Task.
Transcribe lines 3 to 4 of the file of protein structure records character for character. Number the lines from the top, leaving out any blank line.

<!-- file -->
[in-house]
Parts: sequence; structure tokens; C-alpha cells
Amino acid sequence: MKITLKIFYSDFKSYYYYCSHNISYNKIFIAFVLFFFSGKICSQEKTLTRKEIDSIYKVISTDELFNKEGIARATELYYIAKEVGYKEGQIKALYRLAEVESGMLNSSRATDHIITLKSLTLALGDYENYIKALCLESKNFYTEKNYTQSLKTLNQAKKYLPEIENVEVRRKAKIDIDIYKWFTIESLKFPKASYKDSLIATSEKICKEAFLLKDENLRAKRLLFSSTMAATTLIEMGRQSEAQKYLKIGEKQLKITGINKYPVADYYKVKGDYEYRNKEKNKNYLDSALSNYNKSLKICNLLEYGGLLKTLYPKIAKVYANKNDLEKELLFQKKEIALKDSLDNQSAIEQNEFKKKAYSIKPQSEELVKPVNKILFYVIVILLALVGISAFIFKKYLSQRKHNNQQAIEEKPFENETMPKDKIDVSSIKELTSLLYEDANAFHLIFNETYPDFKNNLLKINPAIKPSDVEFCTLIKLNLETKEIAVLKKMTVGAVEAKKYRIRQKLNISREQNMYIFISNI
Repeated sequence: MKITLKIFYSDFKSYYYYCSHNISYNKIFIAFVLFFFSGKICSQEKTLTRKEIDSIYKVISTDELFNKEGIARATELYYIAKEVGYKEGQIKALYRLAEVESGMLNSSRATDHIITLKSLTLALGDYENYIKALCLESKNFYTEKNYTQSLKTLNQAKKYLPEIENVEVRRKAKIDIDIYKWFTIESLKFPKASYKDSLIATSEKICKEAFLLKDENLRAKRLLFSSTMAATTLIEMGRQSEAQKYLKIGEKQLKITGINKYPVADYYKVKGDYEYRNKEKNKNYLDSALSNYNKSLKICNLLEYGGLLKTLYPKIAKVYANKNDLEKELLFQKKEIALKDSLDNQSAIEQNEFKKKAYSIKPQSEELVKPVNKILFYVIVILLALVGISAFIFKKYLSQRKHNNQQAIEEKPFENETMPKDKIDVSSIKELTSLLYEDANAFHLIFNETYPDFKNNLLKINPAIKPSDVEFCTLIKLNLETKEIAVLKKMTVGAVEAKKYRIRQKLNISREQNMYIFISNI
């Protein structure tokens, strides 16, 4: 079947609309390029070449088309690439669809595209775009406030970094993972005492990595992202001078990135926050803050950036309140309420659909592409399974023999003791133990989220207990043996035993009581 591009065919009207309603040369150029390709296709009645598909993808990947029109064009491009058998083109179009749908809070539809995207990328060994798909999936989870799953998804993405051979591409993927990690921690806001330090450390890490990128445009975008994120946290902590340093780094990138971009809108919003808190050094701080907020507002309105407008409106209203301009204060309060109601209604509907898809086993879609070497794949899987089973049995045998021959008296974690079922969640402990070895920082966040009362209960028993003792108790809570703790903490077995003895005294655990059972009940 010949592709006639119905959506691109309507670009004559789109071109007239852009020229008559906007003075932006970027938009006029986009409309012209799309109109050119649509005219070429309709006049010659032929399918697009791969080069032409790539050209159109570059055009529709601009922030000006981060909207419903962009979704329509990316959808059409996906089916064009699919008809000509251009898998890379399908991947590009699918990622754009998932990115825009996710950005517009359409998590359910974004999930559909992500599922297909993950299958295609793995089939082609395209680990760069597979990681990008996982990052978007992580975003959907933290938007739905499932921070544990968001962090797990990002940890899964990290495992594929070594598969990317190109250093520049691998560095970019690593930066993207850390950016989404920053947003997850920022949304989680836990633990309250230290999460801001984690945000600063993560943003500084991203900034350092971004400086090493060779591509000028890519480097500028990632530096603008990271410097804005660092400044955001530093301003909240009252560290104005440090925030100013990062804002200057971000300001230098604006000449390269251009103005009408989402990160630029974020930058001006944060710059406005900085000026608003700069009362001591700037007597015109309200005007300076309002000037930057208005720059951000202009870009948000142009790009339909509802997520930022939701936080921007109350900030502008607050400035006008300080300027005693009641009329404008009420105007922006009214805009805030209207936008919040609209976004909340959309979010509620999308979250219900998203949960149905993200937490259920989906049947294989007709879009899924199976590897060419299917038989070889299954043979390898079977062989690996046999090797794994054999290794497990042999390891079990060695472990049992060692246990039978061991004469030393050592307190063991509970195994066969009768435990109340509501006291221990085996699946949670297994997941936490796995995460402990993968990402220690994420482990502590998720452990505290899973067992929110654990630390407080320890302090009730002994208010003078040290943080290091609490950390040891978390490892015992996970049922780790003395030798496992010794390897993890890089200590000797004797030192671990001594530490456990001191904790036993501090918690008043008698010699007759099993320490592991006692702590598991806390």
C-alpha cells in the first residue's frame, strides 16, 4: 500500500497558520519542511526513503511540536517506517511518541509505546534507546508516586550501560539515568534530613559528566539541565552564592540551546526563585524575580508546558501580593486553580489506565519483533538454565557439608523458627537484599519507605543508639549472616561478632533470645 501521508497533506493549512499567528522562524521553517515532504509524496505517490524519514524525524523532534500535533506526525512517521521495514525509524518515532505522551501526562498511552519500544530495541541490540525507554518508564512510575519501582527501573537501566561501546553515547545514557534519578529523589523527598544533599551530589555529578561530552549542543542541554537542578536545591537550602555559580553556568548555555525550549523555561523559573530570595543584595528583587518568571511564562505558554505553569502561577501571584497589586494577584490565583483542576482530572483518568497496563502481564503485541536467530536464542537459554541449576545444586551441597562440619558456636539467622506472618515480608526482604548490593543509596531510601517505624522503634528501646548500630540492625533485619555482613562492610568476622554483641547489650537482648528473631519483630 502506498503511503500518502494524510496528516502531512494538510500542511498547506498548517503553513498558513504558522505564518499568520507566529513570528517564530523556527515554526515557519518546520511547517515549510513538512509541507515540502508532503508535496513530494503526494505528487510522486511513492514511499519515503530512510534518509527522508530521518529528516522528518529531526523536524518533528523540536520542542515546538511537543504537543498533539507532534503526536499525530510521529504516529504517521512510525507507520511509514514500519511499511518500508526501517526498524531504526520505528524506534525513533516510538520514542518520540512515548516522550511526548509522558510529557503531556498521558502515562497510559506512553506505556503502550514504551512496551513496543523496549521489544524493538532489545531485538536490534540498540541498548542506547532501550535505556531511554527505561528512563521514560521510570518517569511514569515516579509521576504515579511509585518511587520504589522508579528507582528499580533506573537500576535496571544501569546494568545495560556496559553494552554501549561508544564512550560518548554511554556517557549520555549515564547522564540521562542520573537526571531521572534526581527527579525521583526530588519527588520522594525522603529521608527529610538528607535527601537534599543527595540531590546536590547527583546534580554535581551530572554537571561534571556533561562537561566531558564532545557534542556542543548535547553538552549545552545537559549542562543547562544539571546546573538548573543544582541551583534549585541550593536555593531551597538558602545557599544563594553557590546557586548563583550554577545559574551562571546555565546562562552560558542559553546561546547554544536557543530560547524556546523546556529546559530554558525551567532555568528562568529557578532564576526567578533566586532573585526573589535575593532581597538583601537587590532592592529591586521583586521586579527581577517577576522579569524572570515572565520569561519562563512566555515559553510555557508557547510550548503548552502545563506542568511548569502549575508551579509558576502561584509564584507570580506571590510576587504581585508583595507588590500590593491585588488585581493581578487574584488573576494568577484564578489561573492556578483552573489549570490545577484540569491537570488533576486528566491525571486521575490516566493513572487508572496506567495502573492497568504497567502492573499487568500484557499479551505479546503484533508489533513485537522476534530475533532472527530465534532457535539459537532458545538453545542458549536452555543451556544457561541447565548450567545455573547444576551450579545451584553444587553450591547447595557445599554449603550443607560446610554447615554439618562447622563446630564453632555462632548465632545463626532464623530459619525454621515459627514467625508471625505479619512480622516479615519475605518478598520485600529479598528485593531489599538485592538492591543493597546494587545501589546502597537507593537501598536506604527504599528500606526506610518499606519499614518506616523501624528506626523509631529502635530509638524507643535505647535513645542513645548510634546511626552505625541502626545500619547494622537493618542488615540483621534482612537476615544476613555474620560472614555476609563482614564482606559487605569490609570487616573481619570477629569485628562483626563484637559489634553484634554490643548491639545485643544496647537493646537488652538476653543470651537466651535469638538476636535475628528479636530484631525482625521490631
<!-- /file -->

Amino acid sequence: MKITLKIFYSDFKSYYYYCSHNISYNKIFIAFVLFFFSGKICSQEKTLTRKEIDSIYKVISTDELFNKEGIARATELYYIAKEVGYKEGQIKALYRLAEVESGMLNSSRATDHIITLKSLTLALGDYENYIKALCLESKNFYTEKNYTQSLKTLNQAKKYLPEIENVEVRRKAKIDIDIYKWFTIESLKFPKASYKDSLIATSEKICKEAFLLKDENLRAKRLLFSSTMAATTLIEMGRQSEAQKYLKIGEKQLKITGINKYPVADYYKVKGDYEYRNKEKNKNYLDSALSNYNKSLKICNLLEYGGLLKTLYPKIAKVYANKNDLEKELLFQKKEIALKDSLDNQSAIEQNEFKKKAYSIKPQSEELVKPVNKILFYVIVILLALVGISAFIFKKYLSQRKHNNQQAIEEKPFENETMPKDKIDVSSIKELTSLLYEDANAFHLIFNETYPDFKNNLLKINPAIKPSDVEFCTLIKLNLETKEIAVLKKMTVGAVEAKKYRIRQKLNISREQNMYIFISNI
Repeated sequence: MKITLKIFYSDFKSYYYYCSHNISYNKIFIAFVLFFFSGKICSQEKTLTRKEIDSIYKVISTDELFNKEGIARATELYYIAKEVGYKEGQIKALYRLAEVESGMLNSSRATDHIITLKSLTLALGDYENYIKALCLESKNFYTEKNYTQSLKTLNQAKKYLPEIENVEVRRKAKIDIDIYKWFTIESLKFPKASYKDSLIATSEKICKEAFLLKDENLRAKRLLFSSTMAATTLIEMGRQSEAQKYLKIGEKQLKITGINKYPVADYYKVKGDYEYRNKEKNKNYLDSALSNYNKSLKICNLLEYGGLLKTLYPKIAKVYANKNDLEKELLFQKKEIALKDSLDNQSAIEQNEFKKKAYSIKPQSEELVKPVNKILFYVIVILLALVGISAFIFKKYLSQRKHNNQQAIEEKPFENETMPKDKIDVSSIKELTSLLYEDANAFHLIFNETYPDFKNNLLKINPAIKPSDVEFCTLIKLNLETKEIAVLKKMTVGAVEAKKYRIRQKLNISREQNMYIFISNI